Another (possibly more-sustainable idea if you can keep living at home) is to find a national-level issue that you want to be more involved in and get involved in it locally, where presumably it will be easier to break in, and then move up the chain to the DC area. For example, if you were interested in transportation funding policy, you might contact Transportation for America or one of their Indiana partners. I believe they're doing something in every state as part of a campaign on the federal transportation reauthorization. If you volunteered directly for them or for their Indiana partner (say, to research what the impact of better transportation policy would be on Indiana), it might be easier to get involved in DC after the state-level work was done.

You know about the Metropolitan Institute and the Lincoln Institute, right?
posted by salvia at 3:15 PM on March 30, 2009

Ditto iminurmefi's most recent comment. I went through almost that exact thought process when looking at your list of experience.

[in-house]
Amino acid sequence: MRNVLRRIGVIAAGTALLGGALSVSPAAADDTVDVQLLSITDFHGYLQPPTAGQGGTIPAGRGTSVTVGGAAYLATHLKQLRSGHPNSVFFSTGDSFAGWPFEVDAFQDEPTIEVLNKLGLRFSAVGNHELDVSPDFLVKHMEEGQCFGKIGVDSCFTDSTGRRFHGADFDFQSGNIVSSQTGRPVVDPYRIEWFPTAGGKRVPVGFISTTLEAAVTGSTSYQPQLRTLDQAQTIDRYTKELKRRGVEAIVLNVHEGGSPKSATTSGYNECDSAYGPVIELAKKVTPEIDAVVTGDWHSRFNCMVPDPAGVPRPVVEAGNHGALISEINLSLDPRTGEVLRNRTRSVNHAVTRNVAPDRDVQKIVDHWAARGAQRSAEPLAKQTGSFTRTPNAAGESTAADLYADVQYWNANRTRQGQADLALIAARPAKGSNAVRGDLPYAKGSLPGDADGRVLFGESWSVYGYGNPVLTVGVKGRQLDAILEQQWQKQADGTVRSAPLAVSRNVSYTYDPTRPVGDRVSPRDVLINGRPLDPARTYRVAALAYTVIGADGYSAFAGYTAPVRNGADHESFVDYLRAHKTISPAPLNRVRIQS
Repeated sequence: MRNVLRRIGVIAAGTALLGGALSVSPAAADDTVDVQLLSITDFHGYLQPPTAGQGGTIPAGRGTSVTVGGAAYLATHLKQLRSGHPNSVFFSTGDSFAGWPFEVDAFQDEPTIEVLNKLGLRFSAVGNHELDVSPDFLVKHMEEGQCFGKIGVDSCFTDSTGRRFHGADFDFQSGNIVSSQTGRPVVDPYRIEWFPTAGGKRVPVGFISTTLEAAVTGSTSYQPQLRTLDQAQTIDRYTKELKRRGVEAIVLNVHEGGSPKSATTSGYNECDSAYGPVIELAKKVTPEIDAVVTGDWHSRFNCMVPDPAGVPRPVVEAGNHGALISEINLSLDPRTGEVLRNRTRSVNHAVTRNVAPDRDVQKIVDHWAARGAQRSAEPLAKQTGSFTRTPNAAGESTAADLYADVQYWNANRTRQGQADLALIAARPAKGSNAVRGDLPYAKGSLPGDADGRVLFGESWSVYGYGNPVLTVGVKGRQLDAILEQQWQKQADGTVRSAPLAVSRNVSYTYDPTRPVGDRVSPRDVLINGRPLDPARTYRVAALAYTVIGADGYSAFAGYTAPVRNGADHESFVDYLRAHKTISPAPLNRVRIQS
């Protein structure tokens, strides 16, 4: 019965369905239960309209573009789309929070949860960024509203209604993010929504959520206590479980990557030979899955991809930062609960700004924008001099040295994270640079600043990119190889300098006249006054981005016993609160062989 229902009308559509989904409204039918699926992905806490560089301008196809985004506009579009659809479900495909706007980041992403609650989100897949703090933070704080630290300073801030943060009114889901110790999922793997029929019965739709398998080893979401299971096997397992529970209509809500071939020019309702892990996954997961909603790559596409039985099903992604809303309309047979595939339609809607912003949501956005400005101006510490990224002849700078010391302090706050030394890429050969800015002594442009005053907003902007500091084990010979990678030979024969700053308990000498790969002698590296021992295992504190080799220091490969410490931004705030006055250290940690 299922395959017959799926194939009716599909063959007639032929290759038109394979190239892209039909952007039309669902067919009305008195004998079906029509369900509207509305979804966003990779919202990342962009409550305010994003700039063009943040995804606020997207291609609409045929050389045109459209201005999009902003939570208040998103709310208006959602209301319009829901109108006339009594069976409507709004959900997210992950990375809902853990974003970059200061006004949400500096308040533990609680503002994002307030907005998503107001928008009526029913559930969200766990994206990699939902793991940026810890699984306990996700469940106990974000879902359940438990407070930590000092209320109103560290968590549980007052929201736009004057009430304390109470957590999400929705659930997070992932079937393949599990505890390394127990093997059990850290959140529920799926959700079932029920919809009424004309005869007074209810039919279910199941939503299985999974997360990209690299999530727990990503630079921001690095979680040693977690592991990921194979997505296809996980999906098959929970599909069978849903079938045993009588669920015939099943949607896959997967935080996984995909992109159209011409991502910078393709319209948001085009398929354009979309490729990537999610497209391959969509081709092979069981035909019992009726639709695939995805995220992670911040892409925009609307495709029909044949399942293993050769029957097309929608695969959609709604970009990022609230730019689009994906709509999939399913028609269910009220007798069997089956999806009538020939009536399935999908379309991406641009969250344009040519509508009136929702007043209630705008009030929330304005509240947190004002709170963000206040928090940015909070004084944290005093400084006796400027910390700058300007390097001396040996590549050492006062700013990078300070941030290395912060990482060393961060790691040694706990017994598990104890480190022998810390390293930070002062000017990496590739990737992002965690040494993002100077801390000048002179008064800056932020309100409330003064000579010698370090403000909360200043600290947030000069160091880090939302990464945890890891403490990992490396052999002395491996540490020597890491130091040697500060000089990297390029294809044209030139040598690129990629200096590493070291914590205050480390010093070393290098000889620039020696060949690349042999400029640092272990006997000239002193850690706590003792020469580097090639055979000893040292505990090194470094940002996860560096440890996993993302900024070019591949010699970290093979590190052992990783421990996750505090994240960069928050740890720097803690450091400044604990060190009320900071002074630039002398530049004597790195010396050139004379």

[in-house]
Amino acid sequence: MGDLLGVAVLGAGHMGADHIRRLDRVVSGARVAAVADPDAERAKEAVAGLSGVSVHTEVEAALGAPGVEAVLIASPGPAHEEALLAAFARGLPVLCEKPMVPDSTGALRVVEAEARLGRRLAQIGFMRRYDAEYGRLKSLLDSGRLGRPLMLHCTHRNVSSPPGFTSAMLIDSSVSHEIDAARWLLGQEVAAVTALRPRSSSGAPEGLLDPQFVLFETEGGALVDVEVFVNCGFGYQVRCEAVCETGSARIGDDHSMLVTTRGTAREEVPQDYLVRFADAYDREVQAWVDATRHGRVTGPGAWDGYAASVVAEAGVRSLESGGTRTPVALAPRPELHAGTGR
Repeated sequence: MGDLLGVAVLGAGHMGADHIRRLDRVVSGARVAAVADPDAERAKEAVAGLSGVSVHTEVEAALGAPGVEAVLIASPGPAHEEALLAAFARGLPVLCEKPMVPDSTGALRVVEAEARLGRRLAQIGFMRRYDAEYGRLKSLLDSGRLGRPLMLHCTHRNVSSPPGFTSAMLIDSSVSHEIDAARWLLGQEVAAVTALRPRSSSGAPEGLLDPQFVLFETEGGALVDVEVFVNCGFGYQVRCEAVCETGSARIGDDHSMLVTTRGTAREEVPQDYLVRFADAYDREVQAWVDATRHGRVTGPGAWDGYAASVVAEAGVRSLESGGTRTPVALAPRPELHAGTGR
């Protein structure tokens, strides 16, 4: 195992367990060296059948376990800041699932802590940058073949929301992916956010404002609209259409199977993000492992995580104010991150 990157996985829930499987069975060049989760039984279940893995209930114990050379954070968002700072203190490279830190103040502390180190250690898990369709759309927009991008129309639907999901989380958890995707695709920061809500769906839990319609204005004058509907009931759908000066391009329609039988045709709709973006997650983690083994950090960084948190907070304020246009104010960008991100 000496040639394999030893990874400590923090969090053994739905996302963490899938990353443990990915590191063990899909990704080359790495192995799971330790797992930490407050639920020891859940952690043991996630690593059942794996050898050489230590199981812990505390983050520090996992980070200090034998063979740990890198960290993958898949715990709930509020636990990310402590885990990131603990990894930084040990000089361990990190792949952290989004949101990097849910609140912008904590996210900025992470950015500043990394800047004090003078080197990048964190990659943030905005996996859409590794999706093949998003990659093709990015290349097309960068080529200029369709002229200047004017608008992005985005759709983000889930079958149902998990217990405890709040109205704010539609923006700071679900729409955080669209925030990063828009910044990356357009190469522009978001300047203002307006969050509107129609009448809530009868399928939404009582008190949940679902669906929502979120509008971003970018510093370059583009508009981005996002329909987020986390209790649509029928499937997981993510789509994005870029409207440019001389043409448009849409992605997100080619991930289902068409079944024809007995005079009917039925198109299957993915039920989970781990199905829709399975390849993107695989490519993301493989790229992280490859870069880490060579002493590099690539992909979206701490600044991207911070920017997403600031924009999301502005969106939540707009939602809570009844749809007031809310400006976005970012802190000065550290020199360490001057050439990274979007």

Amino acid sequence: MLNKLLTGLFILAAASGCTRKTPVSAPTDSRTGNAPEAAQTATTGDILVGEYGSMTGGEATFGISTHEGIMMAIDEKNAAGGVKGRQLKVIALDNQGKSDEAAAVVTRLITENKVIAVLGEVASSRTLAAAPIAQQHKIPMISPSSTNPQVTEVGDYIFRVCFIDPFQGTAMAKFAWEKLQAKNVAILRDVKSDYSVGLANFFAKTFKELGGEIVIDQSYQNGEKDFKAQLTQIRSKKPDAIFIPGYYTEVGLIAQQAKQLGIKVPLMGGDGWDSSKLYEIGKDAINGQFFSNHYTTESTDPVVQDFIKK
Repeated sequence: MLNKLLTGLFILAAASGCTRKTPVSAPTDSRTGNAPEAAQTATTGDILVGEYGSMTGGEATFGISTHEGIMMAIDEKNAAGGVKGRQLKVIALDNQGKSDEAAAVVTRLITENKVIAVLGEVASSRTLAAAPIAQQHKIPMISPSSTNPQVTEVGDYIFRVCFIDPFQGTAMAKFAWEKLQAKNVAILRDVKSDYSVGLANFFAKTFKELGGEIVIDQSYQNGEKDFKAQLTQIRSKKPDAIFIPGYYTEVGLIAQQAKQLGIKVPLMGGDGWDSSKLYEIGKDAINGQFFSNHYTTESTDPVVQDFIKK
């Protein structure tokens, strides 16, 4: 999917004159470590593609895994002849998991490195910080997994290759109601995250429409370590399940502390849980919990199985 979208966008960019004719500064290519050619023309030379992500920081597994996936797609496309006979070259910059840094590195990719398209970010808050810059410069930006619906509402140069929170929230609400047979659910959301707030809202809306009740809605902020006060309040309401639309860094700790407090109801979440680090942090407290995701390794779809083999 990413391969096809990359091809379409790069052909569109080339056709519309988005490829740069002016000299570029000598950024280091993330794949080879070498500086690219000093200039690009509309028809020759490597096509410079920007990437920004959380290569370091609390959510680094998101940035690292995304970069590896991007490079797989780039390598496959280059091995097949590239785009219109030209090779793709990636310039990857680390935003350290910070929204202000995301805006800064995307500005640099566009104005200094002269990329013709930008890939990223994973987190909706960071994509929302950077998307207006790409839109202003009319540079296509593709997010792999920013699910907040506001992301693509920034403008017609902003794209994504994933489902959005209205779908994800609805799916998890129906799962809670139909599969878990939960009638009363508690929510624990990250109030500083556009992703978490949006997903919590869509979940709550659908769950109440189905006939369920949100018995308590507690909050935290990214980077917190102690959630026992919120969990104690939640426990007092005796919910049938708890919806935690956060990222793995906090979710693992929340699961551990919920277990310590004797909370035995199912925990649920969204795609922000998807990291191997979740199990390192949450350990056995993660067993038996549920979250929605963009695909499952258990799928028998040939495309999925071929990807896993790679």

In general, I would be extremely specific about what your experience is and what skills you have, and I would quite tightly tailor those to the jobs. In addition to research and analysis skills, you might also include anything that required careful organization and tracking of many details, and anything where you were the project manager in charge of a long-term timeline and budget.
posted by salvia at 3:34 PM on March 30, 2009

My main qualifications include a 4.0 GPA in the master's degree mentioned above from a middle-tier grad school in the Midwest, a year of experience as a graduate research assistant, and a year of experience serving in the Peace Corps. I also have advanced skills using Microsoft Office software, especially Excel, and experience using statistical software programs STATA and SAS.

I hate to be the bearer of bad news, but this is not a terribly impressive resume for the sorts of "name" public policy research jobs that you've mentioned, unless you have done some good research that you have not told us about. It's also true that two months is not enough time to be on the market and expect to have a plum job, but I'm not sure that another x months of sending out resumes will do the trick for you.